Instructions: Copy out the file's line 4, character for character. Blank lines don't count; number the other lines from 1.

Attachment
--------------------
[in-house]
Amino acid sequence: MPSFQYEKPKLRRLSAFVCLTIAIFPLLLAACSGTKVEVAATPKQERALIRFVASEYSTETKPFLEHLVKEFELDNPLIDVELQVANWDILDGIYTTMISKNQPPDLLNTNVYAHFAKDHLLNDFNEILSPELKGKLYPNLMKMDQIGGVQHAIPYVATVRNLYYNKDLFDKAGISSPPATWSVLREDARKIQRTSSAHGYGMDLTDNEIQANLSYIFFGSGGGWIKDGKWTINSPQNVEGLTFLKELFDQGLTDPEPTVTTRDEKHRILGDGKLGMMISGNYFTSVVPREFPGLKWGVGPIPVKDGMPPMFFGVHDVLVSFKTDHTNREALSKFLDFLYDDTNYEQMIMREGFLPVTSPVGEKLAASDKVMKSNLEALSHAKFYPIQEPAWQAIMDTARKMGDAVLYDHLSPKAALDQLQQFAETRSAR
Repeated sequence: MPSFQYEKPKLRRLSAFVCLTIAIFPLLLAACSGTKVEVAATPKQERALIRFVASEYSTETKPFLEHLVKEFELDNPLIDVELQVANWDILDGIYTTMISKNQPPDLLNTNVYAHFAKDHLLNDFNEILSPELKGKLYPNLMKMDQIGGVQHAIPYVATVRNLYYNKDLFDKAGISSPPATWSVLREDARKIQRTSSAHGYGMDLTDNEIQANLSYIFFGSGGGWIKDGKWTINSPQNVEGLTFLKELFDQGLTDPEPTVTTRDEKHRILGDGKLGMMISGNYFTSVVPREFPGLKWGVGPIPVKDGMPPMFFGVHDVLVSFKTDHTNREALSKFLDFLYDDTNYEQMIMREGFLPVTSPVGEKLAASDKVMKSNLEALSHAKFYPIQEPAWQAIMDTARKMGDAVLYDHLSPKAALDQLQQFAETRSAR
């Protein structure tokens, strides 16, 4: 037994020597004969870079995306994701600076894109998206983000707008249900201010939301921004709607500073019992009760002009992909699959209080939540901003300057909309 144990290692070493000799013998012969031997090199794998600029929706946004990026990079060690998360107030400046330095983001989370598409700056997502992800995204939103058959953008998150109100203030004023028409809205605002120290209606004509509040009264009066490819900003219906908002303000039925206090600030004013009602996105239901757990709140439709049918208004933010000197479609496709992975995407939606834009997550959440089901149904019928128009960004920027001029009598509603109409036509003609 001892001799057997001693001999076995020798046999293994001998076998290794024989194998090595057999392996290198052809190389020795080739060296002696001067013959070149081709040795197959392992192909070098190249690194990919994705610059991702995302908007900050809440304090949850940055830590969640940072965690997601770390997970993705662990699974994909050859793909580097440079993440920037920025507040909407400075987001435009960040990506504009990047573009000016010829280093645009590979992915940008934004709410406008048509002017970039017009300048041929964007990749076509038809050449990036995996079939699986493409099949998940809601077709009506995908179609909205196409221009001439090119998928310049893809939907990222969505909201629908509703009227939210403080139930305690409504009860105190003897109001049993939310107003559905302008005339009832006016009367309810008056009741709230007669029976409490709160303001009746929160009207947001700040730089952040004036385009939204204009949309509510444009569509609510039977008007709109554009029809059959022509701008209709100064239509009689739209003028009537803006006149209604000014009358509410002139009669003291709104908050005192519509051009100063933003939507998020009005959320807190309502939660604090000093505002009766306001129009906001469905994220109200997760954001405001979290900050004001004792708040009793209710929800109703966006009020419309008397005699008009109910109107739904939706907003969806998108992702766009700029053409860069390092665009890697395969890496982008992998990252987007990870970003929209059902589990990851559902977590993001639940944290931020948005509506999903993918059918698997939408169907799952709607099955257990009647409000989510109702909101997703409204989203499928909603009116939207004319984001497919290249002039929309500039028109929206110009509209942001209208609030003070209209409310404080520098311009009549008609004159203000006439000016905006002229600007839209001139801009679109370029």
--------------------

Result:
């Protein structure tokens, strides 16, 4: 037994020597004969870079995306994701600076894109998206983000707008249900201010939301921004709607500073019992009760002009992909699959209080939540901003300057909309 144990290692070493000799013998012969031997090199794998600029929706946004990026990079060690998360107030400046330095983001989370598409700056997502992800995204939103058959953008998150109100203030004023028409809205605002120290209606004509509040009264009066490819900003219906908002303000039925206090600030004013009602996105239901757990709140439709049918208004933010000197479609496709992975995407939606834009997550959440089901149904019928128009960004920027001029009598509603109409036509003609 001892001799057997001693001999076995020798046999293994001998076998290794024989194998090595057999392996290198052809190389020795080739060296002696001067013959070149081709040795197959392992192909070098190249690194990919994705610059991702995302908007900050809440304090949850940055830590969640940072965690997601770390997970993705662990699974994909050859793909580097440079993440920037920025507040909407400075987001435009960040990506504009990047573009000016010829280093645009590979992915940008934004709410406008048509002017970039017009300048041929964007990749076509038809050449990036995996079939699986493409099949998940809601077709009506995908179609909205196409221009001439090119998928310049893809939907990222969505909201629908509703009227939210403080139930305690409504009860105190003897109001049993939310107003559905302008005339009832006016009367309810008056009741709230007669029976409490709160303001009746929160009207947001700040730089952040004036385009939204204009949309509510444009569509609510039977008007709109554009029809059959022509701008209709100064239509009689739209003028009537803006006149209604000014009358509410002139009669003291709104908050005192519509051009100063933003939507998020009005959320807190309502939660604090000093505002009766306001129009906001469905994220109200997760954001405001979290900050004001004792708040009793209710929800109703966006009020419309008397005699008009109910109107739904939706907003969806998108992702766009700029053409860069390092665009890697395969890496982008992998990252987007990870970003929209059902589990990851559902977590993001639940944290931020948005509506999903993918059918698997939408169907799952709607099955257990009647409000989510109702909101997703409204989203499928909603009116939207004319984001497919290249002039929309500039028109929206110009509209942001209208609030003070209209409310404080520098311009009549008609004159203000006439000016905006002229600007839209001139801009679109370029």